Bennett Government Survives as Israel Lawmakers Back Budget
(Bloomberg) -- Israel’s parliament narrowly approved the country’s first spending plan in three years, keeping Prime Minister Naftali Bennett’s unruly government alive as it seeks to solidify an economic rebound.
The 2021 budget passed by a vote of 61-59 on Thursday, according to a spokesman for parliament. Bennett’s coalition would have fallen if it had failed to pass, returning Israel to the political chaos that eased when Benjamin Netanyahu was unseated in June.
The budget approval ought to encourage investors and rating agencies seeking guidance on how the government plans to control its debt pile, which ballooned nearly 21% last year to 72.4% of output as Israel grappled with the coronavirus pandemic. The budget deficit target was set at 6.8% of gross domestic product, including virus-related expenses.
Bennett called the passage of the spending plan “a red-letter day for Israel.” Lawmakers are to reconvene Thursday to vote on the budget for 2022.
Yohanan Plesner, president of the Israel Democracy Institute and a former member of Knesset for the centrist Kadima party, said Thursday’s vote “symbolizes the fact that the political crisis is over, and a return to a greater level of normality and stability in the political system.
“Assuming the 2022 budget passes as well, we can look ahead towards an additional year-and-a-half of political stability,” he added.
The 2021 budget involves 609 billion shekels ($195 billion), which includes debt repayment and virus-related expenses of about 68 billion shekels, according to a Finance Ministry spokesperson. The draft budget for 2022 envisions spending of 572.9 billion shekels, with the deficit target falling to 3.9% of GDP.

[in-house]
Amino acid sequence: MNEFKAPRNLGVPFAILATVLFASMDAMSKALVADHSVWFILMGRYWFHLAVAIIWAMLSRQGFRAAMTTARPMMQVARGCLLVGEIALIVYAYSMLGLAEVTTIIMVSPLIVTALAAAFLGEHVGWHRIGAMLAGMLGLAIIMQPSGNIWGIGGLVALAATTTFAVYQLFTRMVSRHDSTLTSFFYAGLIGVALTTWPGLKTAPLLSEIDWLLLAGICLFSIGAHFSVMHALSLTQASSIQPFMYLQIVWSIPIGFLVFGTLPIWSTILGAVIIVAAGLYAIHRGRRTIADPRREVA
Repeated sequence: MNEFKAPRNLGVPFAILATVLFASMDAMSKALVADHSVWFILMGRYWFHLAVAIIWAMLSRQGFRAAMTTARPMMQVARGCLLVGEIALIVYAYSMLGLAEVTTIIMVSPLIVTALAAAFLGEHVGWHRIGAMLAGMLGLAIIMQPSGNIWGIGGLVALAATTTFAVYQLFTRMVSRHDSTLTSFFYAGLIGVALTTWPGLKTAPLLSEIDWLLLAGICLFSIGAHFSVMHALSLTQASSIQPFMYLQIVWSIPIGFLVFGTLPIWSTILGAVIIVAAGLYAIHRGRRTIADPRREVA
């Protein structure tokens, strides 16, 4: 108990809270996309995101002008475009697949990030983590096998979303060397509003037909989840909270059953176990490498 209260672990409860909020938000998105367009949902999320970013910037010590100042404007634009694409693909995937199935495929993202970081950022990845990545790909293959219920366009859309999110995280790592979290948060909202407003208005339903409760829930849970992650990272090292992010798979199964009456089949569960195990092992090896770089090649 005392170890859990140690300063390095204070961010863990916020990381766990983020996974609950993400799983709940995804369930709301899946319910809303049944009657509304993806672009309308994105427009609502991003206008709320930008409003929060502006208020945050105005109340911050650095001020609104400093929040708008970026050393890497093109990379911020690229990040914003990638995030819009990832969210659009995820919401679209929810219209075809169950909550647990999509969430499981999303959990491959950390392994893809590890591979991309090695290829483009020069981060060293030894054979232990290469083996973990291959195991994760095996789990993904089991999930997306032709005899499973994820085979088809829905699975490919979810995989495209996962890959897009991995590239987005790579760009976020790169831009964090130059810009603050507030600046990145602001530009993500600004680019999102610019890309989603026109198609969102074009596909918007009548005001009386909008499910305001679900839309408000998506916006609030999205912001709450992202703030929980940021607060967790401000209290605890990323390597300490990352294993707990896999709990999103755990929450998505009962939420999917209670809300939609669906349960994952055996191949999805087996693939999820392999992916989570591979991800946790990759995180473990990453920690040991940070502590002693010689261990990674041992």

The budget had been a casualty of the political turmoil that rocked the country between December 2018 and the formation of the current coalition. Lawmakers were unable to approve spending plans as the country cycled through four elections in two years, forcing Finance Ministry officials to operate under outmoded plans that couldn’t fully address significant problems such as backward infrastructure and productivity.
Passage of the budget therefore became a key test for the Bennett government, a grouping of parties with deep ideological differences that joined forces in the slimmest of parliamentary margins to oust Netanyahu and take on the country’s economic challenges.
The opposition, led by Netanyahu, had been hoping to prise off just one member from the ruling coalition to sink the spending plan, and the government.
While Israel’s rebound has been swift -- in October, the central bank forecast growth of 7% this year and 5.5% the next -- growth has been heavily skewed toward the country’s booming tech industry and unemployment remains more than double pre-pandemic levels.
“Now the government will have to deal with the priorities of the Israeli people, mainly in the areas of the economy, Covid, Iran,” said Plesner.
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